From integration to inclusion
Inclusion is therefore our next challenge and one that many other countries, including Germany, share. We must create a community where difference among people is viewed as the norm and not an aberration. Where it is valued as an asset, not a liability, where it is deliberately pursued as strength and not avoided in ways which exclude the most vulnerable.
Inclusion is not the same as integration, though the two concepts are inextricably linked. Integration sets out to ensure that the migrant fits in, speaks the language, obeys the law, works, pays taxes and votes. Inclusion goes a step further, where the migrant is an active partner in shaping and changing institutions and society. Integration is about getting started and getting settled; inclusion is about making your mark on society. Whilst integration asks a great deal of the migrant, inclusion asks the host society to change and shift.
As in many parts of the developed world, Canada’s inclusion challenge will be driven by demographics. By 2030, net migration will be the only source for population growth. In our largest urban centers, where opportunity and wealth are created, hyper-diversity is a defining feature of city life. We have to get integration and inclusion right for sound business and social reasons.
Maytree is doing its part by moving beyond describing the problem. Instead, we’re imagining and acting on solutions. For instance, the foundation supports a pan-Canadian movement of local networks to ensure that Canada’s migrants find work commensurate with their skills and experiences. Canada’s most powerful corporate leaders are leading these multi-stakeholder efforts because they are keen to find and develop the best talent to drive innovation and compete globally.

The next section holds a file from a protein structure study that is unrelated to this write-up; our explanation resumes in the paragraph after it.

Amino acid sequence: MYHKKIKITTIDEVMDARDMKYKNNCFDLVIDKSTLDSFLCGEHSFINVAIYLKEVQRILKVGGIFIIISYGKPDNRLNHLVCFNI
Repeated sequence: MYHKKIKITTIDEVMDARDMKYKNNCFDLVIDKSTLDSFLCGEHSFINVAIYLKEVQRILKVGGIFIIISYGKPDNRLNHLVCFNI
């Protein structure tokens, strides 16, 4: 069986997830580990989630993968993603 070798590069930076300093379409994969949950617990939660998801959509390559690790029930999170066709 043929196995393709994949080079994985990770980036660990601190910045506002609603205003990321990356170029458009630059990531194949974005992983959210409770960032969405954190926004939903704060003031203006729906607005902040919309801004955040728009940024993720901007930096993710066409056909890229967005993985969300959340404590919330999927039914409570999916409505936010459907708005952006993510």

Through the DiverseCity project, Maytree also invests in ensuring that our city’s leadership landscape is as diverse as the people who live in it. Over the last three years, we have propelled more than 1,500 minority leaders in our city into positions of leadership and therefore closer to the center of power. In Toronto, we work with city governments and provincial bodies to help them seek qualified talent to sit on their boards, agencies and commissions. As a result, the leadership landscape in our city today looks significantly more diverse and inclusive than it did three years ago. The foundation also works with media to help them understand both the challenges migrants face, and the ways in which they can be fully integrated into our society.
In short, we focus on places where inclusion is most important – at work, in the board room, in the media, and in political and civic life.
Inclusion will guarantee equality of opportunity, belonging and contribution. It has the power to turn “me and you” into “us and we”.
Inclusion is not simply an aspirational idea. And like integration, it is not an accident. To be meaningful, it must be intentional, action- and results-based.
A global challenge: local solutions
The movement of people across national boundaries will continue – it is as inevitable as globalization. Just as many Europeans left their homes in the past century to make their fortunes in the former colonies, the reverse is happening today. Europe is now the preferred destination of choice for many migrants. And like Canada, European countries must figure out how to both integrate and include its newcomers.
There are currently 48 million people in the European Union who are regular international migrants, representing roughly 9% of the population. As life expectancy and aging continues to increase, there will be a corresponding decline in native-born labour forces. Without future migration, the working-age population in the EU (which is currently at 333 million) would drop by 91 million in 2050. Of course, nation states have other options at hand to address this issue, such as a higher retirement age and increased fertility levels. But these options, even if realized, are not sufficient in themselves. Migration remains a demographic necessity.